There are a lot of indie titles around these days, as we all know from often quoted Steam stats. The key problem is getting your title noticed among the mass, and so many months of hard marketing work are put into building a relationship with potential players, doing interviews, releasing trailers and building to that big release day. But what if you simply didn’t bother?
Yesterday evening UK time, acclaimed indie developer Mike Bithell released his team’s latest game with no more notice than a couple of quick tweets.Subsurface Circularwas available to buy on Steam – now.
In an era of Early Access and Kickstarter, the idea of simply pushing a game out the door, fully-formed is so unique as to look borderline insane. We got in touch with Mike Bithell straight away, who was settled in on his sofa for a long night of fielding queries and watching the feedback and reviews roll in, to ask why he’d gone against all orthodox thinking in this matter.
How long have you been working on Subsurface Circular?
We started the game on returning from GDC after a round of pitches for another game. It went well, but we saw the months of negotiations and planning rolling out in front of us, and realized we wanted to keep busy. It felt like we could maybe get this game done in the time we had.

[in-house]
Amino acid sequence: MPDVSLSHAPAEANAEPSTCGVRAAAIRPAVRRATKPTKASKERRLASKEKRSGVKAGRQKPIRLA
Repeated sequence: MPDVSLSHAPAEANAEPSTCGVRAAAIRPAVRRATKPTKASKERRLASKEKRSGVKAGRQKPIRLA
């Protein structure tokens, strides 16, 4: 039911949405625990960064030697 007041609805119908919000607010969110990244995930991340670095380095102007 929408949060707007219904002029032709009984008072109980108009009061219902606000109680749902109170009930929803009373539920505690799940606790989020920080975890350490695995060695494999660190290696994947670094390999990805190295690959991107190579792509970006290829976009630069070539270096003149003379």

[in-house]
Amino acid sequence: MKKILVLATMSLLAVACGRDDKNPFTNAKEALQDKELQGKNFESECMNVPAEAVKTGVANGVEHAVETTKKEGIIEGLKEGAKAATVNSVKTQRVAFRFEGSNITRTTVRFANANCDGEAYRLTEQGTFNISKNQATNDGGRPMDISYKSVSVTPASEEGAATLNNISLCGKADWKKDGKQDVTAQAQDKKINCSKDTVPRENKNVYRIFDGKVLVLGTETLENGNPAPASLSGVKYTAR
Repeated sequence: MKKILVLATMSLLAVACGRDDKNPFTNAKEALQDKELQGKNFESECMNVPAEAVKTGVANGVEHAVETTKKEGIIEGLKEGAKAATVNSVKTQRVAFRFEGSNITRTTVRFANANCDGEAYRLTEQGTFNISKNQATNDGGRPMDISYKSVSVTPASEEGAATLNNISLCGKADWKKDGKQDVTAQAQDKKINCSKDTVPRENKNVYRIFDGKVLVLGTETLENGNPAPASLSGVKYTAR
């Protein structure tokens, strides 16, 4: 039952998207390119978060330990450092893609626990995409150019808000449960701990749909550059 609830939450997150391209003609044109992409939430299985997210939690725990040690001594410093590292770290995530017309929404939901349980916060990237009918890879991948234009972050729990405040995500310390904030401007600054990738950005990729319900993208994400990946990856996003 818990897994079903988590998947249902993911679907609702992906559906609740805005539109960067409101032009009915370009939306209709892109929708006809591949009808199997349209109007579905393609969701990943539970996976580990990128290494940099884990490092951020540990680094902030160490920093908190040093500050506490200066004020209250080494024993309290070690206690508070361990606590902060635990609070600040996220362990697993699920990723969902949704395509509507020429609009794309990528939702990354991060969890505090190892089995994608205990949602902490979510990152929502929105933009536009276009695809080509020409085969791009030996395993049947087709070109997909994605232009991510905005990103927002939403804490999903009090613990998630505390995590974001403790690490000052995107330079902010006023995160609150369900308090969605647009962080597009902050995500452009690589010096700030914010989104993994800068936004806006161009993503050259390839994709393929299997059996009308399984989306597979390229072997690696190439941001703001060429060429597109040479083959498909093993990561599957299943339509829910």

At what point and why did you decide to release game with no notice?
It was a pretty early decision. We knew the game was short, and we hoped we’d hit a high polish level. I was terrified of overhyping it, of folks imagining a bigger or different game after seeing screenshots or trailers. By announcing and launching simultaneously, we could ensure that players got in with managed expectations, and we hoped the game was good enough that folks would share it, which seems to be happening.
Do you feel the industry has fallen into an unhelpful one-size-fits-all marketing template for games: early access,community building, pre-order, teaser trailer, release trailer etc etc?
I think every game is different, and I certainly don’t begrudge anyone doing exactly what they think is right for their game. With digital distribution making pricing malleable, it felt like it’d be interesting to see if the audience would be into something concise, and that meant we’d be silly to market it like a AAA.
You say the game ‘respects your time’ – is there a lack of games for the time poor among us?
I look at my TV, and right now, stacked next to it, are about five games that I’d say I was actively playing, but am nowhere near the end of. Me and my friends are working longer hours and/or have families, and we all have those piles. I’d love to play a game which was interesting, but that I could squeeze in over an evening. It’s looking like some other people might feel the same.
Does the industry too often value quantity over quality – or at the very least always think that more is better?
I think as designers we need to ask whether the game we’re making fits the business model, and business model certainly factors in time played. Variety is good, it’s fun to be playing at the shorter end of things with this game.
And do you think Steam’s refund policy needs tweaking for games such as this?
Hehe, ask me in a month.
Now, Bithell is a well-established developer, so he knows that his team’s new game isn’t going to sink with barely a trace – as do many new efforts on Steam. We’ll never know if the game would have sold more with a more traditional marketing strategy, but the approach certainly seems to fit the nature of the title, and it’s great to see an innovative developer pushing that innovation beyond the contents of the game itself.